Skip to content
KSOCJul 21, 2023 4:16:23 PM4 min read

Kubernetes Security Policy 101


Kubernetes Security Policy is a combination of Kubernetes admission control, Pod Security Policies and Pod Security Standards. While Pod Security Policies have been deprecated as of Kubernetes v1.21, it is possible many teams are still running it, as not every Kubernetes environment is completely up to date, so it is still useful to include. These capabilities are all a critical part of limiting access to third parties and creating a least privilege environment for your Kubernetes clusters. 


Kubernetes Pod Security Standards

The Pod Security Standards define three security policies:

  • Privileged: This is a fully open and unrestricted policy that provides the widest possible level of permissions.
  • Baseline: A minimally restrictive policy that prevents known privilege escalations. It can easily be used in most cases.
  • Restricted: Highly restrictive policy that follows all the pod hardening best practices. You may experience compatibility issues when using this policy and thus, it is recommended for security-critical applications and low-trust users.

A complete list of the security policies is available.

As their name implies, Pod Security Standards are just standards. You need to enforce them in Kubernetes through the use of Pod Security Admission. Pod security restrictions are applied at the namespace level when pods are created.


How to apply Kubernetes Pod Security Admission

First, you need to examine the workloads in each namespace, understand their criticality, and decide on an appropriate level of security for each. Then, you must set the Pod Security label accordingly, to define the corresponding Pod Security Standard level. Labels have three or four parts: a prefix, a mode, and a level.

The prefix should always be pod- followed by a / . The mode indicates the action that the control plane should take if a violation is detected. The actions can be:

  • Enforce: violations will be blocked
  • Audit: violations will be allowed but will appear in the audit log
  • Warn: violations will be allowed but a warning will appear to the user

The level indicates which Pod Security Standard level will be used: privileged, baseline, or restricted. For example, a label can look like this: baseline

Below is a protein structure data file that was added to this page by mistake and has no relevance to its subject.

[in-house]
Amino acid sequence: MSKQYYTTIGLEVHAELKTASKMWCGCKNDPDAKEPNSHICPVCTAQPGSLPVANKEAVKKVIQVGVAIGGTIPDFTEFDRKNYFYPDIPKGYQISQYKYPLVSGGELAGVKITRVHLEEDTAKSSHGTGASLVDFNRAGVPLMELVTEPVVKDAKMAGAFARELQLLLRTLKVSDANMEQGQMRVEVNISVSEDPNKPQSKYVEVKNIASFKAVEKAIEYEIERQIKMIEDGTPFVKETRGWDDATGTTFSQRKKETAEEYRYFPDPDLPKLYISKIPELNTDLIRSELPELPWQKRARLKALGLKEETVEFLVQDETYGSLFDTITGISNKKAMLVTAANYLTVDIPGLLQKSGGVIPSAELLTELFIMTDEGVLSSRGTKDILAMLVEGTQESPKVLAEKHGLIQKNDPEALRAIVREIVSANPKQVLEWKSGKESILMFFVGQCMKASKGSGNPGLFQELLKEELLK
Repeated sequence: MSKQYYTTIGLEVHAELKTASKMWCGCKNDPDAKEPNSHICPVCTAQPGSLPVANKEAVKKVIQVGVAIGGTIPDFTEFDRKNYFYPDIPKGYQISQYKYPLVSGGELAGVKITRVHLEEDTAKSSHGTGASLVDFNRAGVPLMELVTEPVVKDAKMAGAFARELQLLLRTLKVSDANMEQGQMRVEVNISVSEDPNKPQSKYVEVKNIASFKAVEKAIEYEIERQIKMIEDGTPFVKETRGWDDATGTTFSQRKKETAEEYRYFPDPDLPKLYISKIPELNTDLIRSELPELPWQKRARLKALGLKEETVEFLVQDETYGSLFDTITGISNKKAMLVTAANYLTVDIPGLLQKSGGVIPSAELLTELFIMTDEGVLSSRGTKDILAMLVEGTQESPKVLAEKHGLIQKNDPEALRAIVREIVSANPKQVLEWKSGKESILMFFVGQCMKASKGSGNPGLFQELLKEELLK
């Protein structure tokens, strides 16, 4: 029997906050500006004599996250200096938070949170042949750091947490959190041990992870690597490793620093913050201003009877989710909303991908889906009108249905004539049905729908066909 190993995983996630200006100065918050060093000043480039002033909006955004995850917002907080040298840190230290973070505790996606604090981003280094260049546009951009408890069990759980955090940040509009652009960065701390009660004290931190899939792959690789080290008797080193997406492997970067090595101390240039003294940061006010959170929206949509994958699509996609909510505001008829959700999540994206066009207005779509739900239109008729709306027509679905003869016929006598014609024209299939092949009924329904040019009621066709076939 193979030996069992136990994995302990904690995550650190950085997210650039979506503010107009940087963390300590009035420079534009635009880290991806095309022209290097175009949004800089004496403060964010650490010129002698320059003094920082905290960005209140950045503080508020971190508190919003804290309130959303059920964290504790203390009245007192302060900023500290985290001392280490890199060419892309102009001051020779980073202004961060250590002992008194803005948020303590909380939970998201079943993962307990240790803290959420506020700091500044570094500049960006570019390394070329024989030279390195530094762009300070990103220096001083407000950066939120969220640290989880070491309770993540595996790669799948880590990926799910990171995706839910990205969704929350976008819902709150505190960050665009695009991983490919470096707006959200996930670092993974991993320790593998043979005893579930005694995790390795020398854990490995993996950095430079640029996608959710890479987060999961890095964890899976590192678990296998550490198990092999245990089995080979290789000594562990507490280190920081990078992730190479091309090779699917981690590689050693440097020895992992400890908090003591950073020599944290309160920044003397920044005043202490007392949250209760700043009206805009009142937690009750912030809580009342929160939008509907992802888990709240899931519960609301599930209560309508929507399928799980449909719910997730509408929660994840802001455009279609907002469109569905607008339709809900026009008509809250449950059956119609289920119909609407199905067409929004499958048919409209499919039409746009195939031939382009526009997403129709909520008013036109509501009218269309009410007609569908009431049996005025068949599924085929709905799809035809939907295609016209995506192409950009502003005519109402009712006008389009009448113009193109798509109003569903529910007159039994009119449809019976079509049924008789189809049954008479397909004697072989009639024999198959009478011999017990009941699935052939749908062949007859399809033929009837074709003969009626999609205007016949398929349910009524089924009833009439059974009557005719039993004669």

Using labels and namespaces for Kubernetes security policies

You can use multiple labels in a namespace. For example, you can enforce the baseline policy, blocking any pods that donʼt meet its requirements and at the same time generate a user warning and add an audit record for pods that do not meet the restricted policy requirements. 

This can be achieved by using the following two labels:

  • baseline 
  • restricted

You can use the audit and warn modes to collect useful security information about your pods without enforcing any restrictions. Consider enabling those modes for all namespaces for the desired security policy. This way, you can warn your users when they perform changes not allowed by this level, or just monitor such changes by using the audit mode. Similarly, you can set a warn mode at the same level as your enforce mode, so that your users will receive warning when creating pods that are not allowed. This way they can be more effective in updating the resources in order to become compliant.

Once you label a namespace, the policy will go into effect instantly. Do not leave namespaces without a PodSecurity label. Do so only to indicate that the namespace has not been evaluated yet. If you are just starting with the Pod Security Standard, a good idea is to configure all namespaces with a security label for a stricter level, such as baseline.


What is Pod Security Admission

Pod Security Admission is a very easy way to enforce a specific security level in your pods. It is enabled by default in Kubernetes v1.23 and later and you donʼt need to install anything to make it work. You can use it to block violating resources from being created or allow them but warn your users accordingly. 


How to create least privilege access with Pod Security Admission

The least privilege principle applies when using the Pod Security Admission. You should apply the stricter possible security level, ideally the restricted one. However, this is rarely possible, or practical, as some workloads require elevated privileges.

Of course you may have cases where you need to create some pods that are not allowed by the policy which is applied to a namespace. You can create exemptions in the Admission Controller configuration. Exemptions can be based on:

  • Usernames: requests from specified users will be ignored.
  • RuntimeClassNames: pods and workload resources that specify a specific runtime class name are ignored.
  • Namespaces: pods and workload resources in a specific namespace are ignored.

Pod Security Admission works only at the pods level. 



As we have discussed in this post, there are numerous security issues you need to consider when it comes to Kubernetes security policies. In addition to pod security admission, the Pod Security Standards describe three, very specific security profiles. You must enforce one of those three, which can be rather restrictive in terms of the available options that you have. You cannot add custom controls, or remove other controls that you donʼt wish to enforce. Even exemptions work in a very limited way.